Endothelial progenitor cells and endothelial microparticles are independent predictors of endothelial function
Faculty of Medicine and Health Sciences
The journal of pediatrics. - St.Louis, Mo.
, p. 300-305
University of Antwerp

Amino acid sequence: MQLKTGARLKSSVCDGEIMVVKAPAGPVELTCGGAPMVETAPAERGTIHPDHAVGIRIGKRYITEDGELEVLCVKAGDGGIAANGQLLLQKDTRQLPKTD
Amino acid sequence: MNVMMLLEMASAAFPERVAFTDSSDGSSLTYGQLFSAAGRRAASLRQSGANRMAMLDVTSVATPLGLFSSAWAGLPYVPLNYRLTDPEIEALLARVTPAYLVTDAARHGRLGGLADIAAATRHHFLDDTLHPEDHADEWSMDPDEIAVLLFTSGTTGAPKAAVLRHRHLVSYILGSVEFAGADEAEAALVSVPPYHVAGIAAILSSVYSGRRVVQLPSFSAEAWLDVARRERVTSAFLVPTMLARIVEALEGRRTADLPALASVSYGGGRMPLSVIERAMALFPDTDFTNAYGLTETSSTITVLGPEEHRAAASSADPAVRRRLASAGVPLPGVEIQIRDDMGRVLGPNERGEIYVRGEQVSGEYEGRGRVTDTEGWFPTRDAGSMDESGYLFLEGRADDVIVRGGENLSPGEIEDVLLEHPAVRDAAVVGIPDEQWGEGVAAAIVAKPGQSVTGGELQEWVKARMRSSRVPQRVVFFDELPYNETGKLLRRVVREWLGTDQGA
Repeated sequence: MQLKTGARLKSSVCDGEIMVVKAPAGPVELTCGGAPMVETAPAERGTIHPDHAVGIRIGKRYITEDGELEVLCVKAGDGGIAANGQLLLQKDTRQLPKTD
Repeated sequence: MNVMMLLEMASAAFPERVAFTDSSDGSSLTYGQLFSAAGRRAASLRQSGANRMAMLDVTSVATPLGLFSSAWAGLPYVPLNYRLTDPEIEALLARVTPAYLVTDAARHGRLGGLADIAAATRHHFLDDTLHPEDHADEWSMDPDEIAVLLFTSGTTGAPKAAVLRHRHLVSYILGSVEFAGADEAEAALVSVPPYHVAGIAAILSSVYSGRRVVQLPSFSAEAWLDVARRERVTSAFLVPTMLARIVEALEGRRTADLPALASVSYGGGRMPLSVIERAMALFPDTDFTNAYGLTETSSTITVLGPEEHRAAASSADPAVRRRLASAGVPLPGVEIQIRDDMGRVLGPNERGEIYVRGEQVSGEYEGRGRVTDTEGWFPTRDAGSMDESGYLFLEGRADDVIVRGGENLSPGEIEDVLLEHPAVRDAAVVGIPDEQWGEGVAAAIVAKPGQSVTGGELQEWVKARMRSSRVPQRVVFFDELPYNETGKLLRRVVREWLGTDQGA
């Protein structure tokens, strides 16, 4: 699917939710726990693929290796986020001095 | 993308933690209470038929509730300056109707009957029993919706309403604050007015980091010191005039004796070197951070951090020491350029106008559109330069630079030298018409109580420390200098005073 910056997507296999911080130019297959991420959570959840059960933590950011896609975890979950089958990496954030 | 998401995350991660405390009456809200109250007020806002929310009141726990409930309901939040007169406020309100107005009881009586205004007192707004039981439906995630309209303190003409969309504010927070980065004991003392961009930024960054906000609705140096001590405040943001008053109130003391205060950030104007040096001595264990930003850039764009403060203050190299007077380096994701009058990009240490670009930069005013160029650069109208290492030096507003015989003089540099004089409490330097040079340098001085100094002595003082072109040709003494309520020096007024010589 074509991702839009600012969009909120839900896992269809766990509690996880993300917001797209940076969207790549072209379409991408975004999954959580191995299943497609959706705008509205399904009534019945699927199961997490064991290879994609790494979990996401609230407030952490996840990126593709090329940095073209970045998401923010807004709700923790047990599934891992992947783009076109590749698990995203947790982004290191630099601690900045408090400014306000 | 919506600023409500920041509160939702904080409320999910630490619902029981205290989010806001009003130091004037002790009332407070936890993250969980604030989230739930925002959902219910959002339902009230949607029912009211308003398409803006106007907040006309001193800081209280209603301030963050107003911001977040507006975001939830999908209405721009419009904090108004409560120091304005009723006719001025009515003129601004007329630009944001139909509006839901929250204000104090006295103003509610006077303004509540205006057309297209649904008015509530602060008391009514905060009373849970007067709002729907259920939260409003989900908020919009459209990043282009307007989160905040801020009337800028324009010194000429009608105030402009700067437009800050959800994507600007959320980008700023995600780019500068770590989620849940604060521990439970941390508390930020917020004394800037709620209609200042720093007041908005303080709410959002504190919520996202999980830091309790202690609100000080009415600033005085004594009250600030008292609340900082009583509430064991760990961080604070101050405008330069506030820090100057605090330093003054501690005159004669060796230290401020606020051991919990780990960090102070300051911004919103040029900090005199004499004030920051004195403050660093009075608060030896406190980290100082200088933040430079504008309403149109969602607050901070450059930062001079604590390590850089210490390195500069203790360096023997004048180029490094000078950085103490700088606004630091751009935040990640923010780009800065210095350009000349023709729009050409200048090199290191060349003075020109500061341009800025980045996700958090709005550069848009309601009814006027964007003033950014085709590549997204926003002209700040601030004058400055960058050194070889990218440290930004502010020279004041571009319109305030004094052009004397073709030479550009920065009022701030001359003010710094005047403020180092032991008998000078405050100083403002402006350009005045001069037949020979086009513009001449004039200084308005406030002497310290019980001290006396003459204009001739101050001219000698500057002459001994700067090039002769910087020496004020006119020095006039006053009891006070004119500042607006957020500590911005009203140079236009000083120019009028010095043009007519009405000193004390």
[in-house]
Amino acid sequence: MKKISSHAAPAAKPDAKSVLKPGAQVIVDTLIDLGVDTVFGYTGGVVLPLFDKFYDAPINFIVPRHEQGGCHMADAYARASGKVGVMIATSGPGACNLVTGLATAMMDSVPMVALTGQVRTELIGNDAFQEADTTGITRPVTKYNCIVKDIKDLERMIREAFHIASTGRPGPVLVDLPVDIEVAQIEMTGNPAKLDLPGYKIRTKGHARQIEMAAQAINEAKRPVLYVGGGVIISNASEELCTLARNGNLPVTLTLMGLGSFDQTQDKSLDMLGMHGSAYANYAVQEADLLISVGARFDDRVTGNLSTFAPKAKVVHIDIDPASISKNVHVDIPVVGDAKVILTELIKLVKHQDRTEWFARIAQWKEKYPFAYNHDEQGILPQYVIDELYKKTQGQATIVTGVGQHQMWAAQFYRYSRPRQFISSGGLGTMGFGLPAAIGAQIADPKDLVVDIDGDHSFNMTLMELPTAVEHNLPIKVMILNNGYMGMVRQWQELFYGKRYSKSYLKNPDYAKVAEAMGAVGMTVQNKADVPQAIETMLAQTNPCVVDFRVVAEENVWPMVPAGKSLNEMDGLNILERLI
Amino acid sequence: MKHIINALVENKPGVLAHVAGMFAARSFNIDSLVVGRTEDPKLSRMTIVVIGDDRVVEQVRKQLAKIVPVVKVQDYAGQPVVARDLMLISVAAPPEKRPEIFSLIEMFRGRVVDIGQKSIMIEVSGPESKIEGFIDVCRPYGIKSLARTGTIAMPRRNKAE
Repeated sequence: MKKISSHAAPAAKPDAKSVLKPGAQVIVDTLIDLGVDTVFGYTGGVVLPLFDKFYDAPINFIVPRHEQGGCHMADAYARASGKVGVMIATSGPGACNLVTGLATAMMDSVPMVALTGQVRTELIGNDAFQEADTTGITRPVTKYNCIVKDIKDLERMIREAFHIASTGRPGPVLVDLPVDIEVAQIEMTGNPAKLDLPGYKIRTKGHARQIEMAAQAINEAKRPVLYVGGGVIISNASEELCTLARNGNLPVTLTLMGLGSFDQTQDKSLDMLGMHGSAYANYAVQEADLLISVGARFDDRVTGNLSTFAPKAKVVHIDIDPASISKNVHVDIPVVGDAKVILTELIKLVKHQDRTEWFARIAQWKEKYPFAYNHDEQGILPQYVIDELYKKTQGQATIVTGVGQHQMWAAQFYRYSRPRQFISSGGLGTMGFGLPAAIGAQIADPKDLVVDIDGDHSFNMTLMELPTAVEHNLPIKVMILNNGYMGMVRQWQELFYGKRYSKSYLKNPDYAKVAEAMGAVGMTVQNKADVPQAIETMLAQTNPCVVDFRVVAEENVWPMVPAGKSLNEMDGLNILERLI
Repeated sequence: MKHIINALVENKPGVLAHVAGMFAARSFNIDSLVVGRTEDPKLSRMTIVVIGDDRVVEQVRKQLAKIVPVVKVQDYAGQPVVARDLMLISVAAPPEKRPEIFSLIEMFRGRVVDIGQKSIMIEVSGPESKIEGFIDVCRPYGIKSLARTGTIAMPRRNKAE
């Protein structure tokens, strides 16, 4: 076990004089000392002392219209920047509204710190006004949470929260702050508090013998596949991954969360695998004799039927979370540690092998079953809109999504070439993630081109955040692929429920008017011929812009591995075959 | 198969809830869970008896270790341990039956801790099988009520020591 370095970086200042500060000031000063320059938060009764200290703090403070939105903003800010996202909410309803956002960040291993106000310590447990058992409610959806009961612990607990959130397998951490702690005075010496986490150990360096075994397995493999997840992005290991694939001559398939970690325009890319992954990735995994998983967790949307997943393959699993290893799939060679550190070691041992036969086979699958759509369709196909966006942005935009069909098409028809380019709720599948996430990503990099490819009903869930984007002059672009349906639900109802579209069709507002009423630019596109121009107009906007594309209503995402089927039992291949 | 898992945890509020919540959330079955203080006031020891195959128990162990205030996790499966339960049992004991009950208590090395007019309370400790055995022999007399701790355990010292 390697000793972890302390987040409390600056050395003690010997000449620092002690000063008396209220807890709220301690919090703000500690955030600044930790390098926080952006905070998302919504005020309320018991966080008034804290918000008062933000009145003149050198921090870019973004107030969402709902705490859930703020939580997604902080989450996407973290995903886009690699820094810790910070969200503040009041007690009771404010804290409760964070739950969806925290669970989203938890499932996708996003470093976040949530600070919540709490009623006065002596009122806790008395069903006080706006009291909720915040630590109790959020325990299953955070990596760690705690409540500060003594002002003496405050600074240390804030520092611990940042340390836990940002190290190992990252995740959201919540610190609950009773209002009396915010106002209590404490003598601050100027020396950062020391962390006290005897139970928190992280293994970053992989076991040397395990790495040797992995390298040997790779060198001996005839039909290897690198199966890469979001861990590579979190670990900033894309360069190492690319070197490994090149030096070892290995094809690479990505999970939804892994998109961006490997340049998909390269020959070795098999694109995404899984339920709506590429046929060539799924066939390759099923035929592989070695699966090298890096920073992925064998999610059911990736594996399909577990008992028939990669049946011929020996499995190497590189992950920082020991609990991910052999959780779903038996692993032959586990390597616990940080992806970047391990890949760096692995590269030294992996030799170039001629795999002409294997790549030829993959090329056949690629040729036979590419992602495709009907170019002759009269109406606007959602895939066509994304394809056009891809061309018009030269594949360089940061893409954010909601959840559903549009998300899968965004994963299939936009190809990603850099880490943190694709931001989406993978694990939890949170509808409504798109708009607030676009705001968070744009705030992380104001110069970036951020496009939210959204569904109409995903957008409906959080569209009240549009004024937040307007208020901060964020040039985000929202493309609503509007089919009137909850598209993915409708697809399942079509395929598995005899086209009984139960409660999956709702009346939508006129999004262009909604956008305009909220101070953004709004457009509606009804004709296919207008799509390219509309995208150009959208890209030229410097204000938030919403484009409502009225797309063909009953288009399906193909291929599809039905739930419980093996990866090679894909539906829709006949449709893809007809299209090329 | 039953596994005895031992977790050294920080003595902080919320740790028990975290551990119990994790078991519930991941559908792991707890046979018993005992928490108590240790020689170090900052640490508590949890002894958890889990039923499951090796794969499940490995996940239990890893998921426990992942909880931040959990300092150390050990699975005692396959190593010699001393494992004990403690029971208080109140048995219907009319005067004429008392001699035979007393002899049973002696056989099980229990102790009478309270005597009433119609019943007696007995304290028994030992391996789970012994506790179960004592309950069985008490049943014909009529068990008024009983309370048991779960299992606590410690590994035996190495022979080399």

Objective To examine the degree of microvascular endothelial dysfunction in relation to classical cardiovascular risk factors, arterial stiffness, and numbers of circulating endothelial progenitor cells (EPCs) and endothelial microparticles (EMPs), in obese and normal-weight children. Study design Cross-sectional study with 57 obese (15.2 ± 1.4 years) and 30 normal-weight children (15.4 ± 1.5 years). The principal outcome was microvascular endothelial function measured with peripheral arterial tonometry. Fasting blood samples were taken for biochemical analysis and EMPs (CD31+/CD42b− particles) and EPCs (CD34+/KDR+/CD45dim/− cells) flow cytometry. Characteristics between groups were compared by use of the appropriate independent samples test; a stepwise multiple regression analysis was used to determine independent predictors of microvascular endothelial function. Results Microvascular endothelial function was significantly impaired in obese children and inversely correlated with body mass index Z scores (r = −0.249; P = .021) and systolic blood pressure (r = −0.307; P = .004). The number of EPCs was significantly lower in obese children and correlated with endothelial function (r = 0.250; P = .022), and the number of EMPs was significantly greater in obese children and correlated inversely with endothelial function (r = −0.255; P = .021). Multivariate analysis revealed that systolic blood pressure and numbers of circulating EPCs and EMPs are important determinants of endothelial function. Conclusion Obese children demonstrate impaired endothelial microvascular function, increased arterial stiffness, fewer EPCs, and more EMPs. Besides systolic blood pressure, EPC and EMP counts independently predict the presence of microvascular endothelial dysfunction.